Large grocery store and drug store chains will need to continue paying hazard pay to employees through June under city legislation approved Tuesday. (Shutterstock)

Large grocery store and drug store chains will need to continue paying hazard pay to employees through June under city legislation approved Tuesday. (Shutterstock)

SF extends $5 hourly hazard pay for grocery, drug store employees until June 15

Despite opposition from large grocers, San Francisco extended a law Tuesday to require they continue to pay their employees an additional $5 per hour in hazard pay for nearly 30 more days.

Starting March 20, large grocery and drug stores were required to pay their employees the hourly hazard pay under legislation previously approved by the Board of Supervisors with an end date of May 19.

But the board unanimously approved legislation introduced by Board President Shamann Walton to extend the required $5 hourly pay until June 15, when Gov. Gavin Newsom said he plans to fully reopen the state’s economy and lift the state’s COVID-19 tier restrictions.

“Things are getting better in most areas, but we are still in a local declared emergency and the pandemic is still upon us,” Walton said, adding that these employees have “continuously worked hard through this pandemic to make sure that all of us continue to have access to food, supplies, basic necessities.”

City officials had said many stores did provide some form of hazard pay at the start of the pandemic last year but discontinued it last summer.

At the outset, the California Grocers Association, a trade group representing thousands of grocery stores in the state, opposed the hazard pay law in San Francisco and similar ones in other cities and even filed lawsuits against some cities to try and overturn them.

San Francisco’s law applies to grocery stores and drug stores with 500 or more employees worldwide. Store employees entitled to the hazard pay include janitors and security guards. The current minimum wage in San Francisco is $16.01.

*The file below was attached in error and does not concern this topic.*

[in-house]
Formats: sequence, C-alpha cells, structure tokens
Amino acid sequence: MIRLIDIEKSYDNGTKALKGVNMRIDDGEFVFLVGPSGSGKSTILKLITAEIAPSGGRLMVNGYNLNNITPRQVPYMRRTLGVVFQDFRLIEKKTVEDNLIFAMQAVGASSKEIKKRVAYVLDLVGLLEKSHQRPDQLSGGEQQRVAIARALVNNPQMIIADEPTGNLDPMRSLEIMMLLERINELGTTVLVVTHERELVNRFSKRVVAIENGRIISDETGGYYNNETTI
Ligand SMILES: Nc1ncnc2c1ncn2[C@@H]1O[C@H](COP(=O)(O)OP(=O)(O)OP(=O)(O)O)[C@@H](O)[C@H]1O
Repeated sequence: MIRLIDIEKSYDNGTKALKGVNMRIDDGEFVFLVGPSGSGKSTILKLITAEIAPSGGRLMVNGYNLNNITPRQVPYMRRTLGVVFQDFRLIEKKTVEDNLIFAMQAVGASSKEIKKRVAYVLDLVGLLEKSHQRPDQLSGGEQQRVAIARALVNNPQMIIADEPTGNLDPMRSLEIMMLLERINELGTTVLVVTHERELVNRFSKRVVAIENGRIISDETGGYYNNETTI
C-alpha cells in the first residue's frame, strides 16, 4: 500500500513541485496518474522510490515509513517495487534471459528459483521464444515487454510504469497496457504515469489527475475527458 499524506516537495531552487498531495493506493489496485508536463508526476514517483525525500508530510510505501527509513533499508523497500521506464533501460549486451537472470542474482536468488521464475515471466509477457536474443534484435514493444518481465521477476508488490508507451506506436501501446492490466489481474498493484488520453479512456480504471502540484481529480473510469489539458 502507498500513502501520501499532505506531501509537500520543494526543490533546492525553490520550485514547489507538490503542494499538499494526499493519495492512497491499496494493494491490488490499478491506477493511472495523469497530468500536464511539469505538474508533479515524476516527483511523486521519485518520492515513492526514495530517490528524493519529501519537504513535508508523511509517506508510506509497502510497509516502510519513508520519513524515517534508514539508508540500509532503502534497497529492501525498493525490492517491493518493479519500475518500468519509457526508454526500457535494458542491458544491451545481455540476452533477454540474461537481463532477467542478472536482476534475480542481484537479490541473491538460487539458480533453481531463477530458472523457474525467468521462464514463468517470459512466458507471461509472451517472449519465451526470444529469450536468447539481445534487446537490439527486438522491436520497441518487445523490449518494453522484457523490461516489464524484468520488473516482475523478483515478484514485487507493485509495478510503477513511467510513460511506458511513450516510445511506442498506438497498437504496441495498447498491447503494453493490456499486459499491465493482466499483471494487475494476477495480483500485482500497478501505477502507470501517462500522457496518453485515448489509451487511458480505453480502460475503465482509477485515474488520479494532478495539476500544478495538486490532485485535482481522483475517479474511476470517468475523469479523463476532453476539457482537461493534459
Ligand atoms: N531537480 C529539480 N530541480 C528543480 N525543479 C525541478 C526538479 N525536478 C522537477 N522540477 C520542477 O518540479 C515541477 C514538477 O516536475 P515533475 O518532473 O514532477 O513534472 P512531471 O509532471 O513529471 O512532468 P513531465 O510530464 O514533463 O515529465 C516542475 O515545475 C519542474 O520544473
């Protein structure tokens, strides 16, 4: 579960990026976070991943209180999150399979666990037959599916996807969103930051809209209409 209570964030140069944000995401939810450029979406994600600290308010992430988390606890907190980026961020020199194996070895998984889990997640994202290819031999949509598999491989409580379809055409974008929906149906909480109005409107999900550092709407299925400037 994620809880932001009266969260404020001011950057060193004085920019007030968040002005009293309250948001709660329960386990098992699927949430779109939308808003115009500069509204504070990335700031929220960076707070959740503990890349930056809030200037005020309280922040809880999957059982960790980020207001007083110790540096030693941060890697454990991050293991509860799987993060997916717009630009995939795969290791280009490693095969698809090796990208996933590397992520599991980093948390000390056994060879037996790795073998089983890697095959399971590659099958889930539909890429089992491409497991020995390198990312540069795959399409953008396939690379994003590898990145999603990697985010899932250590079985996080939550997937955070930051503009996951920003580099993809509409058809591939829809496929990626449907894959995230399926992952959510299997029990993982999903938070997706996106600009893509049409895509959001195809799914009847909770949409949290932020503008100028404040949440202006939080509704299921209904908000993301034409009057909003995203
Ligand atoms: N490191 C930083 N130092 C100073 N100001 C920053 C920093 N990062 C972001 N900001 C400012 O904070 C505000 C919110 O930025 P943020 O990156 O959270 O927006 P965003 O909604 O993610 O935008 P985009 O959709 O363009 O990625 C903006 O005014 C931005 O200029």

The grocers trade group has argued that pay should be left up to the individual stores to determine and warned that costs would be passed onto consumers. Most recently, the group argued hazard pay was not justified since San Francisco moved into the state’s least restrictive COVID-19 yellow tier, when spread of the virus is considered minimal.

Walton, however, said that surrounding Bay Area counties remain in the state’s second least restrictive tier “and we know that residents travel between counties to go to work or to shop.”

The United Food and Commercial Workers labor union, which represents grocery employees, said the stores have had record profits during the pandemic and without these types of laws the money would not be seen by the workers who deserve the additional pay for the health risks they are exposed to when interacting with the public.

jsabatini@sfexaminer.com

Bay Area NewsPoliticssan francisco news

Just Posted

Niners quarterback Jimmy Garoppolo led a late-game comeback against the Packers, but San Francisco lost, 30-28, on a late field goal. (Courtesy of San Francisco 49ers)
The Packers beat the Niners in a heartbreaker: Don’t panic

San Francisco is no better and no worse than you thought they were.

Dominion Voting Systems, a Denver-based vendor, is under contract to supply voting machines for elections in San Francisco. (Kevin N. Hume/Examiner file)
Is San Francisco’s elections director impeding voting machine progress?

Open source technology could break up existing monopoly

Health experts praised Salesforce for keeping its Dreamforce conference at Moscone Center outdoors and on a small scale. (Kevin N. Hume/The Examiner)
Happy birthday, Marc Benioff. Your company did the right thing

Salesforce kept Dreamforce small, which made all kinds of sense

Packers quarterback Aaron Rodgers proved to be too much for the Niners in a Week 3 loss to Green Bay. It was San Francisco’s home opener for the 2021 season. (Courtesy of the San Francisco 49ers.)
Week 3 NFL roundup: Packers victory over 49ers caps off a stellar Sunday

By Tyler Dunne New York Times Here’s the Week 3 roundup of… Continue reading

Former San Francisco Mayor Willie Brown, pictured with Rose Pak in 2014, says the late Chinatown activist was “helping to guide the community away from the divisions, politically.”
Willie and Rose: How an alliance for the ages shaped SF

How the Mayor and Chinatown activist shaped San Francisco, then and now

Most Read